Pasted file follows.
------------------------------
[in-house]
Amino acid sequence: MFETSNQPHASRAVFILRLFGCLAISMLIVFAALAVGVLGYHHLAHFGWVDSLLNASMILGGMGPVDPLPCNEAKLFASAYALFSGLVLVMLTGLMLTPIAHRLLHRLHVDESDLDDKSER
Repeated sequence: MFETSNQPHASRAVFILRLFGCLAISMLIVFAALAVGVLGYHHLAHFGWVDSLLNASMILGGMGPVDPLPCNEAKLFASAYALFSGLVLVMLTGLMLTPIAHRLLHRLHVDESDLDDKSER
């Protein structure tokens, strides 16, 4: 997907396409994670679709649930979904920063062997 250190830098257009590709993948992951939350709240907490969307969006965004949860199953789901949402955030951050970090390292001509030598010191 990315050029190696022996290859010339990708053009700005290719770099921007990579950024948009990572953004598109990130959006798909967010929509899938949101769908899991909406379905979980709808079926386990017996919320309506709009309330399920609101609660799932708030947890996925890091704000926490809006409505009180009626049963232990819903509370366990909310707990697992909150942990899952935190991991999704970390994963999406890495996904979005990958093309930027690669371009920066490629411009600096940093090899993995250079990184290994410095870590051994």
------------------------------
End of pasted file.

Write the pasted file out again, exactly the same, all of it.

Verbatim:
[in-house]
Amino acid sequence: MFETSNQPHASRAVFILRLFGCLAISMLIVFAALAVGVLGYHHLAHFGWVDSLLNASMILGGMGPVDPLPCNEAKLFASAYALFSGLVLVMLTGLMLTPIAHRLLHRLHVDESDLDDKSER
Repeated sequence: MFETSNQPHASRAVFILRLFGCLAISMLIVFAALAVGVLGYHHLAHFGWVDSLLNASMILGGMGPVDPLPCNEAKLFASAYALFSGLVLVMLTGLMLTPIAHRLLHRLHVDESDLDDKSER
């Protein structure tokens, strides 16, 4: 997907396409994670679709649930979904920063062997 250190830098257009590709993948992951939350709240907490969307969006965004949860199953789901949402955030951050970090390292001509030598010191 990315050029190696022996290859010339990708053009700005290719770099921007990579950024948009990572953004598109990130959006798909967010929509899938949101769908899991909406379905979980709808079926386990017996919320309506709009309330399920609101609660799932708030947890996925890091704000926490809006409505009180009626049963232990819903509370366990909310707990697992909150942990899952935190991991999704970390994963999406890495996904979005990958093309930027690669371009920066490629411009600096940093090899993995250079990184290994410095870590051994």